‘Project Restart’:

100 days of hurt … we’ve filled our time watching marble racing, virtual Connect 4 and the back-catalogue of highlights put on by the sports broadcasters with air-time to fill. 

So when the Premier League announced the restart on 17th June, the football world collectively rejoiced. Except the ‘null and voiders’ of course.

English top-flight football has been given the green light to finish the rest of the season, with the remaining 92 games compacted into less than two months. Starting tonight, every game will be shown live on television, with Sky broadcasting 25 of its 64 games on it’s free-to-air ‘Pick’ Channel and the BBC hosting 4 Premier League games live for the first time since the league’s inception in 1992.

These are all the ways you’ll be able to watch the Premier League when it returns!

What can the Premier League learn from other leagues that have re-started?

Innovation and new ideas have been a key feature of brands and organisations adapting to the pandemic; and the world of football is no exception. Broadcasters, leagues and teams are going the extra mile to keep fans involved in the match-day experience to offset the obvious downside of social distancing.

In Germany, the Bundesliga’s return to action has been a success overall – Sky Germany saw record-breaking television ratings, with over 6 million tuning in to watch the first few matches, a market share of over 60% among 14-49 year-olds. 

Of course, the lack of crowds, as well as socially distanced substitute benches and goal celebrations, make for a very different viewing experience.

via https://www.mirror.co.uk/sport/football/news/how-erling-haaland-celebrated-goal-22037978 

On the other side of the sporting globe the Australian Rugby League (NRL) restarted their competition after 67 days out of action on the 28th May in front of a silent stadium. However, viewers of Fox Sports’ coverage were treated to the overlay of artificial crowd noise; of course, it split opinions across social media, but it had enough of an enhancing effect on the viewing experience for BT Sport to use a similar technology for their Bundesliga coverage. And, judging by the ratings, many are happy to watch this ‘new normal’ of football.

via https://www.bbc.co.uk/sport/football/52950715

The head of BT Sport, Simon Green, said audiences had reacted positively since they added artificial crowd noise to its live coverage of the Bundesliga, and added that the feature would be available for Premier League matches when it returns.

Last weekend also saw Spain and Italy both restart their respective domestic football. La Liga’s attempt to combat the obvious lack of crowds that viewers see has been to trial AR virtual fans, through ‘blanketing a static texture’ across the stands (see image) – again splitting opinions on social media, but demonstrating a different approach to a challenging issue.

via https://www.theverge.com/2020/6/12/21288963/la-liga-fake-crowd-noise-betis-sevilla and https://www.thesun.co.uk/sport/football/11843093/laliga-fans-cgi-crowd-noise-sevilla-betis/

Lastly, we’ve seen the clubs on the continent also looking to innovate. Borussia Mochengladbach fans ordered more than 12,000 cardboard cut-outs of themselves to help fill their stadium; Danish club FC Midtjylland opened up their car park, inviting fans to take part in a drive-thru spectator experience; and another Danish club brought fans closer to the action through the help of a 131-foot video board and 556 Zoom meetings!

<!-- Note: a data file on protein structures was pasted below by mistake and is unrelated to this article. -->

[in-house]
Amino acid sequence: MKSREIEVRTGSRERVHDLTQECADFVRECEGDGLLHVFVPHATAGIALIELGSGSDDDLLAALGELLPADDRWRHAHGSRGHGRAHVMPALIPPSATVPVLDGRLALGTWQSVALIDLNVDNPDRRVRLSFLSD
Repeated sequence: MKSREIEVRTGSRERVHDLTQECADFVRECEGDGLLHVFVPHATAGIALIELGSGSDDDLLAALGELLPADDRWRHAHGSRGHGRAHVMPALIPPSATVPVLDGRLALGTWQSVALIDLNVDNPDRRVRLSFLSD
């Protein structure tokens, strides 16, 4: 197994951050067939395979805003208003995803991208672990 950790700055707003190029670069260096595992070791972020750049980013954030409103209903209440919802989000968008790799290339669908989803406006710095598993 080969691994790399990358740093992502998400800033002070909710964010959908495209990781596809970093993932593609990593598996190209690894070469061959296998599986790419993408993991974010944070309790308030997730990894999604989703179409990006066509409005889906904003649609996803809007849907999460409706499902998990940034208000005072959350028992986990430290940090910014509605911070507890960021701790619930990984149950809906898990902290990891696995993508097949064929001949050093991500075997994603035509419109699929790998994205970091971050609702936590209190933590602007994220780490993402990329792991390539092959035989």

What we’re looking out for when the Premier League returns:

With the Premier League restarting today, we’ll be excited to see how a league that is known for innovating will adapt to the new reality. Here are some early signs of how the Premier League, Broadcasters, and clubs are learning from their continental counterparts and will look to elevate engagement with fans:

Built into BT Sport’s existing app, subscribers will be able to access the ‘Watch Together’ feature for its Premier League broadcasts. This new feature will enable viewers to see and chat with friends on a split screen mode, in real time while the match is being played. 

Sky Sports have also announced a number of new features – including a range of bespoke and team-specific crowd noises in partnership with EA SPORTS FIFA. Plus, Sky Sports will be rolling out a remodelled version of the cult favourite ‘Fanzone’ and ‘Watchalong’ extensions, where fans will be able to watch with their friends and vote for their choice of song with the ‘Choose a Chant’ feature, with the hope that these viewing options will resonate with fans more effectively during lockdown.

Additionally broadcasters around the globe are gearing up for the return of Premier League football. NBC have announced that the upcoming games will be free to watch and the first live sport to appear on Peacock, NBC’s new streaming service. DAZN announced ‘COUNTDOWN: PREMIER LEAGUE’ as part of their build up to showing all the 92 remaining fixtures live, exclusively in Canada, Japan and Spain

From the perspective of Premier League clubs, it is interesting to see which are already learning from their counterparts on the continent – some examples include: Tottenham are giving fans the opportunity to appear on a similar live video fan wall. Fans will be “streamed live on our giant video screens in the stadium bowl intermittently throughout the match so that the players will know the fans are watching and cheering them on”. Brighton also announced there will be a chance to be on a stadium cardboard cut-out, for a fee of £20. 

These are just some of the early ideas we’ve seen emerge, but we’re sure to see many more innovations develop as the league progresses. We’ll be tracking sentiment across European leagues to better understand the dos and donts of sports engagement under pandemic rules – let’s just hope none make the mistake of FC Seoul